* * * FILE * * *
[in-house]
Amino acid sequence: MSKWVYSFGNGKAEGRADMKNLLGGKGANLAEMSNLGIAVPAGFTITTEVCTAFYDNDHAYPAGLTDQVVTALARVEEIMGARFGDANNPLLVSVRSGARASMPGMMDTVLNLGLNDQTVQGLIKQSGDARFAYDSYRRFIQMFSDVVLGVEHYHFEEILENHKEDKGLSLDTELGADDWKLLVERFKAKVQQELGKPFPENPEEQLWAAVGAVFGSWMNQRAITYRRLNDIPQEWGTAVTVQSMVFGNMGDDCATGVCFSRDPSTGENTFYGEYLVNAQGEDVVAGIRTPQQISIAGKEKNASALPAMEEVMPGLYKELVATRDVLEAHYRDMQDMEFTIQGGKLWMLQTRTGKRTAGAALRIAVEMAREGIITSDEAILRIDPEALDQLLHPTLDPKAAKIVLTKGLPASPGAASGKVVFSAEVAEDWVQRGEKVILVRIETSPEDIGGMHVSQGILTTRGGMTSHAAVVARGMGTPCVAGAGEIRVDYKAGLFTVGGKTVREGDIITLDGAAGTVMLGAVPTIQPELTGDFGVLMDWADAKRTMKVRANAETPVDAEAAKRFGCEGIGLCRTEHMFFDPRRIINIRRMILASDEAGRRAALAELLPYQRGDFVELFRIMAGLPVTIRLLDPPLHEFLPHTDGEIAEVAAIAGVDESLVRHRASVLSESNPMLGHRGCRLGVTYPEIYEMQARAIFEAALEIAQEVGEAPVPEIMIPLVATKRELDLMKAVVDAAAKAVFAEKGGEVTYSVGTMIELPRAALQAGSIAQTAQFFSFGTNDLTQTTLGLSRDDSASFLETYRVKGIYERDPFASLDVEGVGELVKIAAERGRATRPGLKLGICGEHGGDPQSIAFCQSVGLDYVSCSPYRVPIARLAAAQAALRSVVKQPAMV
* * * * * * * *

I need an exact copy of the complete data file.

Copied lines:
[in-house]
Amino acid sequence: MSKWVYSFGNGKAEGRADMKNLLGGKGANLAEMSNLGIAVPAGFTITTEVCTAFYDNDHAYPAGLTDQVVTALARVEEIMGARFGDANNPLLVSVRSGARASMPGMMDTVLNLGLNDQTVQGLIKQSGDARFAYDSYRRFIQMFSDVVLGVEHYHFEEILENHKEDKGLSLDTELGADDWKLLVERFKAKVQQELGKPFPENPEEQLWAAVGAVFGSWMNQRAITYRRLNDIPQEWGTAVTVQSMVFGNMGDDCATGVCFSRDPSTGENTFYGEYLVNAQGEDVVAGIRTPQQISIAGKEKNASALPAMEEVMPGLYKELVATRDVLEAHYRDMQDMEFTIQGGKLWMLQTRTGKRTAGAALRIAVEMAREGIITSDEAILRIDPEALDQLLHPTLDPKAAKIVLTKGLPASPGAASGKVVFSAEVAEDWVQRGEKVILVRIETSPEDIGGMHVSQGILTTRGGMTSHAAVVARGMGTPCVAGAGEIRVDYKAGLFTVGGKTVREGDIITLDGAAGTVMLGAVPTIQPELTGDFGVLMDWADAKRTMKVRANAETPVDAEAAKRFGCEGIGLCRTEHMFFDPRRIINIRRMILASDEAGRRAALAELLPYQRGDFVELFRIMAGLPVTIRLLDPPLHEFLPHTDGEIAEVAAIAGVDESLVRHRASVLSESNPMLGHRGCRLGVTYPEIYEMQARAIFEAALEIAQEVGEAPVPEIMIPLVATKRELDLMKAVVDAAAKAVFAEKGGEVTYSVGTMIELPRAALQAGSIAQTAQFFSFGTNDLTQTTLGLSRDDSASFLETYRVKGIYERDPFASLDVEGVGELVKIAAERGRATRPGLKLGICGEHGGDPQSIAFCQSVGLDYVSCSPYRVPIARLAAAQAALRSVVKQPAMV